- September 19, 2021
- Comments: 0
- Posted by: admin
Welcome back to Toy Aisle, io9's regular roundup of the latest toy and merchandise around the internet. This week, Lego goes queer and festive, McFarlane brings some alien oddities to its Warhammer line, and your next phone upgrade might just be a pretty sweet Pokémon Pokédex. Check it out!
Lego’s latest impossibly perfect residence turned into a replica you can actually afford is the Atlanta loft used by the Fab 5 in the Queer Eye TV show. The 974-piece set, available October 1 for $100, includes minifigure versions of the Fab 5 themselves, as well as the late Bruley the dog, and two for one of the show’s most memorable makeovers, showing Kathi Dooley’s before and after transformation. The loft itself includes a kitchen, clothing rack, a swivel salon chair, and an interior design that Bobby Berk helped Lego design.
• Smart cooking programs
• Digital touch screen
• 14% Discount!
McFarlane’s latest wave of Warhammer figures finally breaks the mold and gives Games Workshop fans what they’ve wanted since the get-go: only one Space Marine in the entire wave. After a few balancing acts where the chosen sons of the Imperium of Man dominated the proceedings, McFarlane is doing what it does best with toys and branching out into freakier designs. There’s still some reservation, of course, in the form of one singular Space Marine in the new batch of five: an Ultramarine Reaver, a skull-mask toting scout trooper who wears lighter armor than a typical troop, all the better to run up and shoot you in the face with.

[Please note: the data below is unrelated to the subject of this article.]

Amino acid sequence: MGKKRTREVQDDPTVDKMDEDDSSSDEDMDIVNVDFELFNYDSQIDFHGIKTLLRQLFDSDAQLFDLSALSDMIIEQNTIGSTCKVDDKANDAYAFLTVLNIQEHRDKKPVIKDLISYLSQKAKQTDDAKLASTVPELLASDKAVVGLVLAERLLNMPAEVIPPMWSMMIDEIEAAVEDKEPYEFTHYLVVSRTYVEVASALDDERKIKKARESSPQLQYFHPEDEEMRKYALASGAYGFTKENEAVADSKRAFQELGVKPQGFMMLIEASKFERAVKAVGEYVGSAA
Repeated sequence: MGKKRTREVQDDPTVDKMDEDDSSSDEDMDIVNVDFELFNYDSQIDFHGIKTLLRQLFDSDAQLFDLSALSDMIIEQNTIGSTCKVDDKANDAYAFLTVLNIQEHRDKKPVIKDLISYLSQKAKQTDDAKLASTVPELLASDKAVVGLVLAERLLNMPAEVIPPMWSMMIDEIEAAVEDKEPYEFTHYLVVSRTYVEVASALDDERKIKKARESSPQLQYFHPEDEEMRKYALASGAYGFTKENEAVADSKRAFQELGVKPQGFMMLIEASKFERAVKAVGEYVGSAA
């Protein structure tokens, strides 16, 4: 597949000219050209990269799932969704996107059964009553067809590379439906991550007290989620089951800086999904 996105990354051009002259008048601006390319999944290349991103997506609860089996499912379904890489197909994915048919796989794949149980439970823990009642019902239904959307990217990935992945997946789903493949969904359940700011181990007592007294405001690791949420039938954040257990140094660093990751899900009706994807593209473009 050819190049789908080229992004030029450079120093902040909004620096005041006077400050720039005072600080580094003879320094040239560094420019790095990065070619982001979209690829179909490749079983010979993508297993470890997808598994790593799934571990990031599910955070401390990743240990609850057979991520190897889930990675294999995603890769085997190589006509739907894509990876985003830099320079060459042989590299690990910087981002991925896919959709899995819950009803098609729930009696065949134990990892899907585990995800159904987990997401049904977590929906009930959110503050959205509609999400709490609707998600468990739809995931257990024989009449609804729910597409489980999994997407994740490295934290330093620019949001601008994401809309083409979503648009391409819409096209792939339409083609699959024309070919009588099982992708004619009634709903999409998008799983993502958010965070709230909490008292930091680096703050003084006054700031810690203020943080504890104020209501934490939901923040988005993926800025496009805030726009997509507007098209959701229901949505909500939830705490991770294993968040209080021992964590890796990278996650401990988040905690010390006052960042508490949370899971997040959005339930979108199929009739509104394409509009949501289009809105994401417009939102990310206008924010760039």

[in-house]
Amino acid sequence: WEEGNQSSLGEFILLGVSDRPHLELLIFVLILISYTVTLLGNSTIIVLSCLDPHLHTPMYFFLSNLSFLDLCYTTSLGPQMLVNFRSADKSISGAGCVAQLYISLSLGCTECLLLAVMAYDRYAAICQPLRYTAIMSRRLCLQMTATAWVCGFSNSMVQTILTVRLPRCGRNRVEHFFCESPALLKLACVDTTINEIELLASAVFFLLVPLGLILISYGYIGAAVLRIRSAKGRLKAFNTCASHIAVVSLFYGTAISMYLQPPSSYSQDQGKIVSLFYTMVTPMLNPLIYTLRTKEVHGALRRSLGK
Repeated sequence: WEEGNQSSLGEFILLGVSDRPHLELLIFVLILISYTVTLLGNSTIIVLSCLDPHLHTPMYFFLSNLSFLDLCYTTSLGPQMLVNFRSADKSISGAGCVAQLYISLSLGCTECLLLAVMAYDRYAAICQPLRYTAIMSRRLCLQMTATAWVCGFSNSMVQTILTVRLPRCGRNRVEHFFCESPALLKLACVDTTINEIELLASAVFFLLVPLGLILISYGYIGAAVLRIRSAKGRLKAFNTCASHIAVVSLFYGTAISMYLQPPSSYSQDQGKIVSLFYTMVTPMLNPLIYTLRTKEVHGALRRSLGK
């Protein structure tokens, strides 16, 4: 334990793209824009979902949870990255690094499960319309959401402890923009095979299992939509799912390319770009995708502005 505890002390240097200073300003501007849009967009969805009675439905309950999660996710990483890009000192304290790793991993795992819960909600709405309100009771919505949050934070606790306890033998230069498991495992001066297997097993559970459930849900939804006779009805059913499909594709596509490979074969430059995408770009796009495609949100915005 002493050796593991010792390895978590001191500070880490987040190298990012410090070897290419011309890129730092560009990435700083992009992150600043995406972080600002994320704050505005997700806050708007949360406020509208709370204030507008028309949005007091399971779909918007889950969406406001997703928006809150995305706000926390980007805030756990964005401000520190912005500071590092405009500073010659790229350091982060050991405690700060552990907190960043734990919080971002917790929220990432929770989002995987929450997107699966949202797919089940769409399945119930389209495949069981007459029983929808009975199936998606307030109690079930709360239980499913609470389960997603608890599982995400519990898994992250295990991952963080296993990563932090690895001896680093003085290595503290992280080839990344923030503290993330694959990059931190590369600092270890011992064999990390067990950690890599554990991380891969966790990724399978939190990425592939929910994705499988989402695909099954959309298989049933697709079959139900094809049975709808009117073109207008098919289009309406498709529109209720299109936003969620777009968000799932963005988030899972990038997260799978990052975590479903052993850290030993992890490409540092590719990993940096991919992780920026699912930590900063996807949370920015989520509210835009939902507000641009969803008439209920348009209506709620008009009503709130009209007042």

But the Reaver will be joined by four “Xeno” options: a Tyranid Genestealer, with plenty of arms to claw at you, and three Space Orks. Two of the Orks are variations on the Ork Meganob commander unit from 40K, each coming with face mask and armor options to attach as well as different weapons: one comes with a set of full-armed buzzsaw hands for close combat, while the other comes with a claw and a longer-ranged “Shoota” rifle. The last option is a much more heavily armed Ork Big Mek, a hulking, plus-sized figure that towers over his fellow greenskins with his armor and heavy weaponry. All five figures—as well as three matching greyscale “artist proof” variants of the Marine, the Tyranid, and Big Mek—are due for release this November. [Warhammer Community]
How can you possibly say no to a figure that includes an ominous warning like, “Due to the substantial size of the figure, it is strongly recommended that you do not display on surfaces above 3’ high”? Mezco Toyz’ new Ultimate Godzilla stands an impressive 18-inches tall and is three feet long from teeth to tail. Pressing buttons hidden on the kaiju’s back triggers light-up features and sound effects, and while the figure is limited to just 10 points of articulation, Godzilla’s flexible tail features an internal skeleton armature to create the perfect pose. But is that enough to justify the figure’s $450 price tag when it ships sometime late next year?
After years of neglect, Santa himself can finally visit your Lego holiday village with a sled full of toys in tow with this 343-piece, $37 set that will be available to buy starting on October 1. The sled itself looks festively decorated, and the set includes a stack of wrapped gifts in addition to a naughty and nice list full of names for Santa to consult, but we have to ask, why only four reindeer? We’d happily shell out a few more bucks for eight of them, and even more if Lego was willing to throw in a Rudolph too.